We would be interested in the RTT and BANDWIDTH columns, if the number in the BANDWIDTH column had any bearing on reality whatsoever. Since my hostcache routinely suggests that there's more bandwidth available to a remote host than is actually possible given my machine's uplink, it isn't really reasonable to use this number. You can, however, average the RTT to get a rough idea of the average RTT to the current set of users in your hostcache. You can also get a rough idea of the average TCP congestion window size (CWND). Note that this will be bounded by what you have set for net.inet.tcp.sendspace and net.inet.tcp.recvspace. To make sure you're not the bottleneck, you could try setting these two to an unreasonably high number, like 373760, for an hour to collect the data. You can do a sysctl -w net.inet.tcp.hostcache.purge=1 to clear the old hostcache data if you decide to do this.

Here's a dumb little perl script for calculating your average and median RTT, CWND and Max CWND:

open(IN, "/sbin/sysctl net.inet.tcp.hostcache.list |");

while (<IN>) {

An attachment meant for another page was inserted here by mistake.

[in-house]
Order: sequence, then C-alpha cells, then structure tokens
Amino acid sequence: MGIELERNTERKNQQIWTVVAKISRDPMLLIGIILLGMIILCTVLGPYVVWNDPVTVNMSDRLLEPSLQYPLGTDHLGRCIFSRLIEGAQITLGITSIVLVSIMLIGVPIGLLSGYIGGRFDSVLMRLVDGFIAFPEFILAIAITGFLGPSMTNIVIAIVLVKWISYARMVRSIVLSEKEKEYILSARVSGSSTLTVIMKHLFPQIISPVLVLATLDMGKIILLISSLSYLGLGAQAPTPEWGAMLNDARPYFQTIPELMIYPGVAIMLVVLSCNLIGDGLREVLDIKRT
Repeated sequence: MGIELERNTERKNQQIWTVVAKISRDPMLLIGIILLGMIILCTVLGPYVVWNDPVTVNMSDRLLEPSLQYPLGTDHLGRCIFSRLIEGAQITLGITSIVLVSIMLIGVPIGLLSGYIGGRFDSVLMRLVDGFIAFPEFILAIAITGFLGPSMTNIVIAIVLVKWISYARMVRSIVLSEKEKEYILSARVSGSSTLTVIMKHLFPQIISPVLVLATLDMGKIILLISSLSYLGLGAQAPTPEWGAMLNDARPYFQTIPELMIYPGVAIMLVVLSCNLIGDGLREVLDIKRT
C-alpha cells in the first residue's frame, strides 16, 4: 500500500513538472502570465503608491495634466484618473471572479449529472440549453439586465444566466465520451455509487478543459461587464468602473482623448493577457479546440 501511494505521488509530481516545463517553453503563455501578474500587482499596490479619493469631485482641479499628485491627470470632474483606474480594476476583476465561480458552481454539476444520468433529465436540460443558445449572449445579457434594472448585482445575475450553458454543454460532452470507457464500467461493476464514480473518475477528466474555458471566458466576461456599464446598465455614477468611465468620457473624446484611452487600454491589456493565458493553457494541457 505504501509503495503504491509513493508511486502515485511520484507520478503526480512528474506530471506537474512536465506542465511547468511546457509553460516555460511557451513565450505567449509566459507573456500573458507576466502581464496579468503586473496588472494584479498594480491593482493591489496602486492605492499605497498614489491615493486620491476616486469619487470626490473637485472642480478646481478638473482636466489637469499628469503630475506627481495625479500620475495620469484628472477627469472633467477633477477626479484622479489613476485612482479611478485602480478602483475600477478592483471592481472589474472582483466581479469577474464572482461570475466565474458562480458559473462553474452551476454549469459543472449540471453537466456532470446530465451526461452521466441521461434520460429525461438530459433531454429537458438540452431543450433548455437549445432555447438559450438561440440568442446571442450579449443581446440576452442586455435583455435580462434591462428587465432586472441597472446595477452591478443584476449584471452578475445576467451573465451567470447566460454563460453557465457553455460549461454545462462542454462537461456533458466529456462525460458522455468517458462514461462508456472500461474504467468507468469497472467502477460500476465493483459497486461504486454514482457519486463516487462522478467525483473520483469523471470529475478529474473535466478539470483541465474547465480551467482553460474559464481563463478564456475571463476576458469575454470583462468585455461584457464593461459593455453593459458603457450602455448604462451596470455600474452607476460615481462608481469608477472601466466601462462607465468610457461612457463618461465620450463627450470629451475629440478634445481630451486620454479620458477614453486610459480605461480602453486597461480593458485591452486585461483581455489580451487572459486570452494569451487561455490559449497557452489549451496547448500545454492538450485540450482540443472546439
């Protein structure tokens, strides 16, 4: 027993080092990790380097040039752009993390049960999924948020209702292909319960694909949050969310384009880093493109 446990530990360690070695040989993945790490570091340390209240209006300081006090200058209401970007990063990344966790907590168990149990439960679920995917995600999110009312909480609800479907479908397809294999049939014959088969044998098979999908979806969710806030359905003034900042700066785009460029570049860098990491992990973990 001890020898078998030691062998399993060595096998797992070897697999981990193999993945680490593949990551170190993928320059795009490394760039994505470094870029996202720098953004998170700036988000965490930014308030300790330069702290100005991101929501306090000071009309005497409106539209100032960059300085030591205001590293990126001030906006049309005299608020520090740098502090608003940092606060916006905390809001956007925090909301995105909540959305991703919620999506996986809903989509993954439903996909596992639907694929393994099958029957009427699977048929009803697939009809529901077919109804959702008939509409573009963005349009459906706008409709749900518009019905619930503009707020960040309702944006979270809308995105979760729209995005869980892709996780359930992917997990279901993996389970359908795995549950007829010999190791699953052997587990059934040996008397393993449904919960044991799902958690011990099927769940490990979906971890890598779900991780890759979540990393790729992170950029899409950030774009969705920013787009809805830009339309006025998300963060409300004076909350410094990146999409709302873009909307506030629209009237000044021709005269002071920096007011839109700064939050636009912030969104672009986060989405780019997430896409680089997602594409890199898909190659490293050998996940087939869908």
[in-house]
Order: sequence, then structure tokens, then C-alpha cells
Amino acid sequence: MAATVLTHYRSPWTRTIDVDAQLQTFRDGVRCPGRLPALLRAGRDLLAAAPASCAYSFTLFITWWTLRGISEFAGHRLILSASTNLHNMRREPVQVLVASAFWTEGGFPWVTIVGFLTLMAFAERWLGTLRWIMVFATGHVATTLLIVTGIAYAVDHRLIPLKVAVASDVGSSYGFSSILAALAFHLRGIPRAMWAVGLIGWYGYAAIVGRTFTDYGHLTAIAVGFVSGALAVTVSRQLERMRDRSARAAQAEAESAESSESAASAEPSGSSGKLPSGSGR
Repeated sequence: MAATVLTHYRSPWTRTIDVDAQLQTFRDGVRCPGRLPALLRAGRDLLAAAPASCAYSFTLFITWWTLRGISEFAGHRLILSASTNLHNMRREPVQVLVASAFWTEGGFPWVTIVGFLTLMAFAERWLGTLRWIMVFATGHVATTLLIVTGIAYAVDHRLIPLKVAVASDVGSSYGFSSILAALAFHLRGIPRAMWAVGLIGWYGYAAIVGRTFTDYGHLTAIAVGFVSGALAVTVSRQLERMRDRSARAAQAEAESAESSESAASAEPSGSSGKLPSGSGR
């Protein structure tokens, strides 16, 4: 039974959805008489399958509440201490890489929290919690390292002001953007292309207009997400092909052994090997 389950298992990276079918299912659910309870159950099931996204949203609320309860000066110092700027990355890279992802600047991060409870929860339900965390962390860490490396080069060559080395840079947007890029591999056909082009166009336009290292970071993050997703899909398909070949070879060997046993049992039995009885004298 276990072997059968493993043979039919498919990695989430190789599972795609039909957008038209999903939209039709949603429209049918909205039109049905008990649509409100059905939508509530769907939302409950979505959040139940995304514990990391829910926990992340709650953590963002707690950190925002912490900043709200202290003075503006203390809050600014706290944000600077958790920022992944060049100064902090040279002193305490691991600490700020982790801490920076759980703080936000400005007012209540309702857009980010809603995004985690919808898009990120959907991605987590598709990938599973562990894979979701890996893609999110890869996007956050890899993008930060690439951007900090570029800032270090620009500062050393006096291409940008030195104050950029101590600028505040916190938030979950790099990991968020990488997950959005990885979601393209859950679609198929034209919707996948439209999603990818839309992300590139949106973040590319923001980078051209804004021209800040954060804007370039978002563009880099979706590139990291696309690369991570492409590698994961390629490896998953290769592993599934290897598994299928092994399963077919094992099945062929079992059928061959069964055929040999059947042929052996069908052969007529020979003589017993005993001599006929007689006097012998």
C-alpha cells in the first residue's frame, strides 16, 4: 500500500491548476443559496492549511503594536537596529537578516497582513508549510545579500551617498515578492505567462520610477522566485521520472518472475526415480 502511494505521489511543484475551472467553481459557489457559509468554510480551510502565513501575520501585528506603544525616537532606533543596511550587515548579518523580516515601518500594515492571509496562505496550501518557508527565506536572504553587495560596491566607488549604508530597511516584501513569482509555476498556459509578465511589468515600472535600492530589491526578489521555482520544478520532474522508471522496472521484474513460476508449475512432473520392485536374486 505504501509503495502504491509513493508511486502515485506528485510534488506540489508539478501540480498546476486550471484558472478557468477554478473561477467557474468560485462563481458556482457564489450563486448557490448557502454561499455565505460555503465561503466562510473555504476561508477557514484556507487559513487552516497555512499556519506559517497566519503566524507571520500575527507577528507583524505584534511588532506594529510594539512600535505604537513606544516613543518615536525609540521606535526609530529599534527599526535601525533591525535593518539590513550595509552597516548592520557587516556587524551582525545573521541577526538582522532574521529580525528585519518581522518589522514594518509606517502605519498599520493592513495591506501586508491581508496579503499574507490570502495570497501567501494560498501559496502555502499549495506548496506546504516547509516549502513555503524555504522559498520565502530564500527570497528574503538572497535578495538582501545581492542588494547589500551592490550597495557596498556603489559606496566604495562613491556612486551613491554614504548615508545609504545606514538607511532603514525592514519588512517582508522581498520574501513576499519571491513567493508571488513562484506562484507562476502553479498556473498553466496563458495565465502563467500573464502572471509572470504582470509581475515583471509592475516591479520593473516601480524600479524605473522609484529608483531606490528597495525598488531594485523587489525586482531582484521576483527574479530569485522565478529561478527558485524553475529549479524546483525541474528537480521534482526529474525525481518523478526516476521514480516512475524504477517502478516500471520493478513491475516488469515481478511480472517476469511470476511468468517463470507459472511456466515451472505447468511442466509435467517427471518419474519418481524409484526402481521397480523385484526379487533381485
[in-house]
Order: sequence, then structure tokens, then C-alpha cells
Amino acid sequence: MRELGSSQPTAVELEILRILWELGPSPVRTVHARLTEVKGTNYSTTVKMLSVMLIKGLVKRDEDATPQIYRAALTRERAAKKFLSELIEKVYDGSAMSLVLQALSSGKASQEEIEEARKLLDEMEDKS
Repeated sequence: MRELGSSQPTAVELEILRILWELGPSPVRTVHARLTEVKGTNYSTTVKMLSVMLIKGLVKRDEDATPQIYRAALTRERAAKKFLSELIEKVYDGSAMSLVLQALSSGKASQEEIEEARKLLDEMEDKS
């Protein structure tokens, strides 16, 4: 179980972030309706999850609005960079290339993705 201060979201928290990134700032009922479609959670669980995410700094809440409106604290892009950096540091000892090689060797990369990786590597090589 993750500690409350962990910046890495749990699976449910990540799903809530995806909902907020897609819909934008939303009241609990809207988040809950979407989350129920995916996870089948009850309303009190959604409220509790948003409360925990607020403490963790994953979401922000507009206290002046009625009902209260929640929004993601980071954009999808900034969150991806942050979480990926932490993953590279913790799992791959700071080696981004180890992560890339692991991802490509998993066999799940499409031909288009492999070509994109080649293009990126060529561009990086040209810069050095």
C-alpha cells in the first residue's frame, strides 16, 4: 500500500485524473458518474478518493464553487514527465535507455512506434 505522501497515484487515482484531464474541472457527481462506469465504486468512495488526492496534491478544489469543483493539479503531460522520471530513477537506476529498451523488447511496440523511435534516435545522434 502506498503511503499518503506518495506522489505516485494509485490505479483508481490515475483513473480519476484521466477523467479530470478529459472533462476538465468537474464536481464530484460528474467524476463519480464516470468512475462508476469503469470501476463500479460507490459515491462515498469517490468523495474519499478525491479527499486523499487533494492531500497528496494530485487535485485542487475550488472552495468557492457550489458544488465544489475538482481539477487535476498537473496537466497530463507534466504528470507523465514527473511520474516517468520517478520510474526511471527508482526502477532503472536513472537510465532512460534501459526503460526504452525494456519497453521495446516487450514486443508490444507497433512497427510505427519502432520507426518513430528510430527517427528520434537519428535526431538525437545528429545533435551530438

@columns = split(/\s+/, $_);
next if ($columns[0] eq '');
next if ($columns[0] eq 'IP');

next if ($columns[9] < 2 || $columns[10] < 2); # skip if few hits and few updates

push(@rtts, int($columns[3]));
push(@cwnds, $columns[6]);

$rttSum += int($columns[3]);
$cwndSum += $columns[6];
$cwndMax = $columns[6] if $columns[6] > $cwndMax;


print "Average RTT = " . int($rttSum / $entries) . "\n";
print "Average CWND = " . int($cwndSum / $entries) . "\n";
print "Max CWND = $cwndMax \n";

@rtts = sort { $a <=> $b } @rtts;
@cwnds = sort { $a <=> $b } @cwnds;

print "Median RTT = " . getMedian(@rtts) . "\n";
print "Median CWND = " . getMedian(@cwnds) . "\n";

sub getMedian {
my @list = @_;
if (@list % 2 == 1) {
return $list[@list / 2];
} else {
return ($list[@list / 2 - 1] + $list [@list / 2]) / 2;

It's up to you how to use the information the script provides. For me, the most interesting thing to note is that my median RTT is around 100ms and that my max CWND looks to be 122640, at least for the hosts currently in my host cache.